The Physics residency program at IU School of Medicine is designed to educate and train physicists to a competency level sufficient to practice radiation oncology physics independently. Appropriate facilities, staff, patient resources and educational environment are provided to achieve this goal. The primary focus of the resident’s experience in this program centers on clinical training and educational activities.
Training in clinical and technical subjects pertinent to the various areas of radiation oncology physics include rotations in orientation and safety training; dosimetric systems and detector equipment; treatment simulation; external beam megavoltage irradiation; beam commissioning and annual linear accelerator QA; special procedures (IMRT, SRS/SBRT, TBI and TSE); brachytherapy; radiation safety and protection; research/education/professional development; and advanced treatment planning.
The curriculum of the Medical Physics Residency program at IU School of Medicine is consistent with AAPM report #90, Essentials and Guidelines for Hospital-Based Medical Physics Residency Training Programs. The Medical Physics in Radiation Oncology Residency Program Handbook provides more details.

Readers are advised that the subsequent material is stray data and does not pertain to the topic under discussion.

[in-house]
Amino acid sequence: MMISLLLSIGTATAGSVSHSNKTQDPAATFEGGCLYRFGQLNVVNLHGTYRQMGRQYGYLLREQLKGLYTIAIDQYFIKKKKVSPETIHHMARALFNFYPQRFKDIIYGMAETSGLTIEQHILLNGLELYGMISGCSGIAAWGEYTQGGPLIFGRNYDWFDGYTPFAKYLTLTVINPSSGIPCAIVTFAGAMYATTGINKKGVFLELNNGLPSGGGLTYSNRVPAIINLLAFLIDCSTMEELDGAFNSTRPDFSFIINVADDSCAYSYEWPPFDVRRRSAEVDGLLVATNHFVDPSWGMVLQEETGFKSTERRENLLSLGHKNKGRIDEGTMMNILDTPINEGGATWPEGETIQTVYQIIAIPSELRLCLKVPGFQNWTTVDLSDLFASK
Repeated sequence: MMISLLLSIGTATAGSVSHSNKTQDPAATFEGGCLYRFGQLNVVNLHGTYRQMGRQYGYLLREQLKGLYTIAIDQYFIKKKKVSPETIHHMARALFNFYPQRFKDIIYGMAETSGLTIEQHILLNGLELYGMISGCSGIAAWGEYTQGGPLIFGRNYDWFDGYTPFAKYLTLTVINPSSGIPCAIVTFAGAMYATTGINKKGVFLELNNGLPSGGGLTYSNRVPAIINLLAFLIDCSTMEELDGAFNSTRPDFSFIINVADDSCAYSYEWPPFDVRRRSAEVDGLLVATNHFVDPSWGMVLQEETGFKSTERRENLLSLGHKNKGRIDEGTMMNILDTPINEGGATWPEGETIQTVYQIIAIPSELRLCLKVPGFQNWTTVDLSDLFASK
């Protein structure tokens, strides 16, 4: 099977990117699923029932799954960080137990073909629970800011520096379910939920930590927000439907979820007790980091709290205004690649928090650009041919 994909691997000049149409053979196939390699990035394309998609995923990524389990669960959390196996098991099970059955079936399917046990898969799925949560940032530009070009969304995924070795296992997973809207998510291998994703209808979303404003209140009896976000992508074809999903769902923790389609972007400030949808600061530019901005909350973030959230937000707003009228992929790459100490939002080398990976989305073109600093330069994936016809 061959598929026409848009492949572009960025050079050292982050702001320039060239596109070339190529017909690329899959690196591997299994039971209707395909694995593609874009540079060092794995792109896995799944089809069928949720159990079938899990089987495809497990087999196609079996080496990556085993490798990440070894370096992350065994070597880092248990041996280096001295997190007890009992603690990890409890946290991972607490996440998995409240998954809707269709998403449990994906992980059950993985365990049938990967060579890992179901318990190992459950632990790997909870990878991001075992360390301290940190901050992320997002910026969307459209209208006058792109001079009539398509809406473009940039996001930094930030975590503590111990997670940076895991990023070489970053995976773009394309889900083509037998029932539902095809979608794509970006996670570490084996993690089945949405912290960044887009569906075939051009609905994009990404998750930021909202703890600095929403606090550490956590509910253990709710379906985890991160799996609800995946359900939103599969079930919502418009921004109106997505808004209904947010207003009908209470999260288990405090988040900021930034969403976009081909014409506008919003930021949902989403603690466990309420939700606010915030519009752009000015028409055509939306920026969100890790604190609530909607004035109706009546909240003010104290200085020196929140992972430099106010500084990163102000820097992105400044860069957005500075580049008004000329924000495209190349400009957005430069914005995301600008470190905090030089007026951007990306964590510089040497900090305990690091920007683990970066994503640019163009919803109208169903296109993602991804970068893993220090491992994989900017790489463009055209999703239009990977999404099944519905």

Expected areas of competence for a clinical medical physicist in radiation oncology include but are not limited to:
- Calibration of therapy equipment for photons and electrons
- Measurement and calculation of dose for photons and electrons
- Computer-based treatment planning for photons and electrons
- Quality assurance, including acceptance testing and commissioning of hardware and software used in planning and treating patients
- Brachytherapy procedures
- Training of medical residents, graduate students, dosimetrists
- Education of health professionals and the general public in radiation oncology physics and radiation effects